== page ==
43 Dead and Countless Others Injured After Head on Train Collision in Greece

03/01/2023 By Mackenzie Bruno

At least 43 people are confirmed dead after what is considered Greece’s deadliest train crash. Rescue workers continue to search for survivors this Wednesday.

Photo courtesy of MGN.

In addition to the new death toll climbing to 43, approximately 80 others were injured, 52 remain in hospitals, and six people are in the intensive care unit. Search and rescue operations will continue throughout the night in an attempt to find more survivors and victims and make sense of this catastrophic event. 

The two trains, one a passenger and the other carrying freight, collided head-on in the town of Tempe in Northern Greece just before midnight on Tuesday. According to a CNN report, Greek Prime Minister Kyriakos Mitsotakis said the cause of the deadly train crash was due “to tragic human error.” In wake of the crash, the heads of The Hellenic Railways Organization and its subsidiary, ERGOSE, have all resigned. As reported by CBS News, Greece’s transport minister Kostas Karamanlis also stepped down following the crash

The passenger train was traveling between the Greek cities of Thessaloniki and Larissa before it collided head-on with the freight train. There were 342 passengers and ten railway staff members on the passenger train and two people on the freight train. With new details coming out about the cause of the crash, it is now known that authorities have arrested the station manager in Larissa, which is about 20 miles south of the crash site. The New York Times wrote, “Greek news media reported that the station manager had directed the freight train onto the same track as the passenger train, but the authorities declined to confirm or deny those reports.”

Greece’s health minister Thanos Plevris told reporters that many of the passengers onboard the train were young people, mostly college students. The passenger train was returning from carnival celebrations in Athens. In a report, the Greek Public broadcaster ERT said that most of the casualties occurred in the third carriage that had gotten derailed. Search and rescue efforts continue to dig through the wreckage with a team of 150 firefighters using 17 vehicles and four cranes.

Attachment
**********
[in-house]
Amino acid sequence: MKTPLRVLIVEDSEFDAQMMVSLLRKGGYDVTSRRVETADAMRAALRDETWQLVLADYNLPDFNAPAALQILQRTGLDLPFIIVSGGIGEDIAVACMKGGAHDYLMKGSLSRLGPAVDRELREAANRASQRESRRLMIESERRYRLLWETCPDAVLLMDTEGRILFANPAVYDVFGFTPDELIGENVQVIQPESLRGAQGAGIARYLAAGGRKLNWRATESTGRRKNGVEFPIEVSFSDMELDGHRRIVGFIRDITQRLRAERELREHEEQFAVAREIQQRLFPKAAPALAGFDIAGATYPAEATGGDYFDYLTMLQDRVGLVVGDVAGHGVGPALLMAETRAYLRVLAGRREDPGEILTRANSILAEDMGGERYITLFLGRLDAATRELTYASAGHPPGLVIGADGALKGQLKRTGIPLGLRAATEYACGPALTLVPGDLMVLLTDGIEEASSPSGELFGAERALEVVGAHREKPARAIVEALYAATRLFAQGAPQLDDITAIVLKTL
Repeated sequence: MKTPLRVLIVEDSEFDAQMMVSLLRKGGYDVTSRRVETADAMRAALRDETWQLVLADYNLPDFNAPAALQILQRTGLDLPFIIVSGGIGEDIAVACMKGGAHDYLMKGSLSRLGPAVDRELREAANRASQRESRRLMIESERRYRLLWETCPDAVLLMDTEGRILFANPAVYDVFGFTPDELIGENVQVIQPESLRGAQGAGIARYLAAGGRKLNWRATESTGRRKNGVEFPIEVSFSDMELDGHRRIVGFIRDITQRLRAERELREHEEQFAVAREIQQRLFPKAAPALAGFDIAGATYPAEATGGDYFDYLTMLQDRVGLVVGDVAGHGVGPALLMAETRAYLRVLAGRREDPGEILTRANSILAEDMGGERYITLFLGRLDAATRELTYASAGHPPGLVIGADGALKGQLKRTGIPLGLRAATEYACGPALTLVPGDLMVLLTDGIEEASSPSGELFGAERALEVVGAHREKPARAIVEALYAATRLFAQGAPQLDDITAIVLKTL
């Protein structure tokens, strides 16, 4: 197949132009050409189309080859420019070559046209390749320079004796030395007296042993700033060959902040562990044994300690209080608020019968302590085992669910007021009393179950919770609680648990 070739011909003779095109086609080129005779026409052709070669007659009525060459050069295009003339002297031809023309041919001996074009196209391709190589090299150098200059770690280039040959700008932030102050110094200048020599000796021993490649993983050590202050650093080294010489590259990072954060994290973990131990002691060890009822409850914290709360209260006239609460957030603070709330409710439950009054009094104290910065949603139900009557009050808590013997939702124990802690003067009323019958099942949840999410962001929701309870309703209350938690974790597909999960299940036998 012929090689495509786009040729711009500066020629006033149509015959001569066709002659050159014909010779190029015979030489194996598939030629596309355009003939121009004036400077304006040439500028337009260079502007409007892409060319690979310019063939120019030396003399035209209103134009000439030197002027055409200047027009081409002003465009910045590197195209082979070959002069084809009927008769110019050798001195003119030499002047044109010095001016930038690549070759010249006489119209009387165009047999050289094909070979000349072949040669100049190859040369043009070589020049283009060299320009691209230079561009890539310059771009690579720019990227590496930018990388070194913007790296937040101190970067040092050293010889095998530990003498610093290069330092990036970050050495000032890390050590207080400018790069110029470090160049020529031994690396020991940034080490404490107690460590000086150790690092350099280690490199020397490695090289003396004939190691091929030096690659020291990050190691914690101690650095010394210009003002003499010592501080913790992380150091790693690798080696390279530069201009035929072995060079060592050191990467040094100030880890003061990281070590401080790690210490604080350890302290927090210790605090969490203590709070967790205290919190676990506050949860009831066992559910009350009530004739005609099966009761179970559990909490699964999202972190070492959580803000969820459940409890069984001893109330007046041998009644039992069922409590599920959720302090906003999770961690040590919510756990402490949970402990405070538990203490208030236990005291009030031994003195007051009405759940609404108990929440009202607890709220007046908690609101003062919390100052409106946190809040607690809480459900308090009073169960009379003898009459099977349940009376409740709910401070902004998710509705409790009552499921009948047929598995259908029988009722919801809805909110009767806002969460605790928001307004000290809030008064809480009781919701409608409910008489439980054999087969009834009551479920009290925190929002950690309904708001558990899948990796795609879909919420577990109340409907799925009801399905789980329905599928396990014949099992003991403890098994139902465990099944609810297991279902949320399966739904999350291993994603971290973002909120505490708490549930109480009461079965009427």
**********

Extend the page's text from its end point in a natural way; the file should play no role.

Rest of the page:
Protests are now erupting in the Greek city of Athens between protestors and police outside of the headquarters of the Greek rail company, Hellenic Train. CNN reported that Greek police spokesperson Constantia Dimoglidou said DNA samples are being used to identify the dead because the fire that sparked shortly after the crash caused horrific wounds leaving dismembered passengers unidentifiable at first glance. 

Ramy Inocencio, a CBS News foreign correspondent based in London, was on-site at the crash and spoke about what surviving passengers, loved ones, and rescue workers told him after the crash.

“One 28-year-old passenger basically described being roasted inside one of his carriages… because it was turning over and over, and he said that they were all being burned right and left.” Inocencio also stated that the regional governor told him that carriages one and two “basically don’t exist anymore.” One man told him that “we’ll be lucky to even have a body to bury.” Rescue workers said “bodies had been flung through the carriage windows and landed 100 to 150 feet away,” Inocencio said in a CBS News segment.

Rescue efforts continue this Wednesday night from the trainwreck site. The Greek army is also on-site to aid in the rescue operation. One of the latest victims is believed to be one of the train drivers, as fire service and police officers warned reporters at the New York Times to “stay behind a cordon as rescue workers helped them to retrieve the latest grim discovery from the melded train engines.”